Heritage Flex Academy follows a classical approach to learning, emphasizing western literature and ideas and focusing on language as a vehicle for critical thinking. We also understand the value of art and music and seek to inspire imagination and creativity in an effort to educate the whole child.
“Educating the mind without educating the heart is no education at all.”― Aristotle
At Heritage Flex Academy, we believe that parents have primary responsibility for the education of their children, and we are here to support them in that effort. Everything we do is centered on helping parent educators to be the best teachers they can be, whether they choose to bring their students into our classroom for a portion of the week or teach everything from home.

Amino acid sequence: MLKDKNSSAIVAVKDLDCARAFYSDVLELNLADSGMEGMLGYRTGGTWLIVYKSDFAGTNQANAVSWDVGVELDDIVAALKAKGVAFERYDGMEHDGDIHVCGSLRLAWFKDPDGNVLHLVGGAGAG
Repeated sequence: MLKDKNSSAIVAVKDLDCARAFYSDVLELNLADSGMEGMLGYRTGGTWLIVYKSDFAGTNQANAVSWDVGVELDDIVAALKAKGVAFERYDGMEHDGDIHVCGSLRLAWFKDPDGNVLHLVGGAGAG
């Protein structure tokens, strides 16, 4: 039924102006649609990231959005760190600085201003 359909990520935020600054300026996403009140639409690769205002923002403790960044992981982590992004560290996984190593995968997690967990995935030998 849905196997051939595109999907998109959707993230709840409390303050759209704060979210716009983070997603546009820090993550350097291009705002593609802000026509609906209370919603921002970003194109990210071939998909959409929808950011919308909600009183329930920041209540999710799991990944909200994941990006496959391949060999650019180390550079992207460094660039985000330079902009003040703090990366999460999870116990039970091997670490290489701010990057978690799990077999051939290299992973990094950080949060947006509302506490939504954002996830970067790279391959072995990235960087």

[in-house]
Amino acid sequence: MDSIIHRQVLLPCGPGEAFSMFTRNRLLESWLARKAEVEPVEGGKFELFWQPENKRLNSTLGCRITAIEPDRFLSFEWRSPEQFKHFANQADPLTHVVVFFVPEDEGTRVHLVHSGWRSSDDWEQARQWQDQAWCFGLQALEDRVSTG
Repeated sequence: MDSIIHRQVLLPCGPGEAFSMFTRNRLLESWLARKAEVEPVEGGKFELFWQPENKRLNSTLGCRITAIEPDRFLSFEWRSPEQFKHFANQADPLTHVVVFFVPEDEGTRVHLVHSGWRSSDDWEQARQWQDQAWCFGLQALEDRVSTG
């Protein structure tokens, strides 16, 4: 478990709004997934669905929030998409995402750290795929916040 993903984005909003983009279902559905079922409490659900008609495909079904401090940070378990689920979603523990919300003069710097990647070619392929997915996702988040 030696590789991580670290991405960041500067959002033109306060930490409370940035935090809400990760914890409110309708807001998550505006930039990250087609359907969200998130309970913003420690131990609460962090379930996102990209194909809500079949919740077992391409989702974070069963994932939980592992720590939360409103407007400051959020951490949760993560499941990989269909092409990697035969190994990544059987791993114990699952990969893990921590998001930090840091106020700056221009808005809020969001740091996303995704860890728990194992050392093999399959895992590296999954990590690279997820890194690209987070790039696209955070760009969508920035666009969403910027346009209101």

Our curriculum is designed to give students the tools they need to build a solid foundation of fundamental knowledge which they will use as a springboard to higher-level thought. They will develop the critical-thinking and problem-solving skills necessary for success in life. They will also develop their imagination and creativity to help shape their futures and the future of our country. We believe that reading is the key that unlocks the door to the greatest minds in history, and we want our students not only to understand their ideas, but to advance those ideas with improvements.